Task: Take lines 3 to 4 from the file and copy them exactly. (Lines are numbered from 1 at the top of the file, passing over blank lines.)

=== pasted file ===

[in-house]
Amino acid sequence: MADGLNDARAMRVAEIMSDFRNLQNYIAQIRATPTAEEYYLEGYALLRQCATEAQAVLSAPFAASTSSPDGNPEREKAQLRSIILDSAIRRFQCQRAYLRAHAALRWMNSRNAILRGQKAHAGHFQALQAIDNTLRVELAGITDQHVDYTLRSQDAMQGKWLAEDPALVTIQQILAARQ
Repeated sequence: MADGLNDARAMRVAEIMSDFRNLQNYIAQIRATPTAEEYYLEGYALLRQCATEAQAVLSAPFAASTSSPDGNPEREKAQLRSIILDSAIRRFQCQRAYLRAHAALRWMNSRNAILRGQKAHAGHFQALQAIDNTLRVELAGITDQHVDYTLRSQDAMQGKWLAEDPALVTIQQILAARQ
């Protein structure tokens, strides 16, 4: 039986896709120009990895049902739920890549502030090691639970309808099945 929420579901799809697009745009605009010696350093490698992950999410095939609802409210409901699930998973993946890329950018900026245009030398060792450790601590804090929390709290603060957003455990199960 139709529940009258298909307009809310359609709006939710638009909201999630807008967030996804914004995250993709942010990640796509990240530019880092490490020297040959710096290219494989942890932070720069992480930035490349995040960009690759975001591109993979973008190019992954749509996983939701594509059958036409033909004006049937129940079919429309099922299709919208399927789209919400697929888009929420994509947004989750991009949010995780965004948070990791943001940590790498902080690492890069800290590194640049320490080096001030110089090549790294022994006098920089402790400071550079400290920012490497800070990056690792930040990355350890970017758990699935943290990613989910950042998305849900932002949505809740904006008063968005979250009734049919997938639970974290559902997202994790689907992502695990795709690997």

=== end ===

Repeated sequence: MADGLNDARAMRVAEIMSDFRNLQNYIAQIRATPTAEEYYLEGYALLRQCATEAQAVLSAPFAASTSSPDGNPEREKAQLRSIILDSAIRRFQCQRAYLRAHAALRWMNSRNAILRGQKAHAGHFQALQAIDNTLRVELAGITDQHVDYTLRSQDAMQGKWLAEDPALVTIQQILAARQ
């Protein structure tokens, strides 16, 4: 039986896709120009990895049902739920890549502030090691639970309808099945 929420579901799809697009745009605009010696350093490698992950999410095939609802409210409901699930998973993946890329950018900026245009030398060792450790601590804090929390709290603060957003455990199960 139709529940009258298909307009809310359609709006939710638009909201999630807008967030996804914004995250993709942010990640796509990240530019880092490490020297040959710096290219494989942890932070720069992480930035490349995040960009690759975001591109993979973008190019992954749509996983939701594509059958036409033909004006049937129940079919429309099922299709919208399927789209919400697929888009929420994509947004989750991009949010995780965004948070990791943001940590790498902080690492890069800290590194640049320490080096001030110089090549790294022994006098920089402790400071550079400290920012490497800070990056690792930040990355350890970017758990699935943290990613989910950042998305849900932002949505809740904006008063968005979250009734049919997938639970974290559902997202994790689907992502695990795709690997």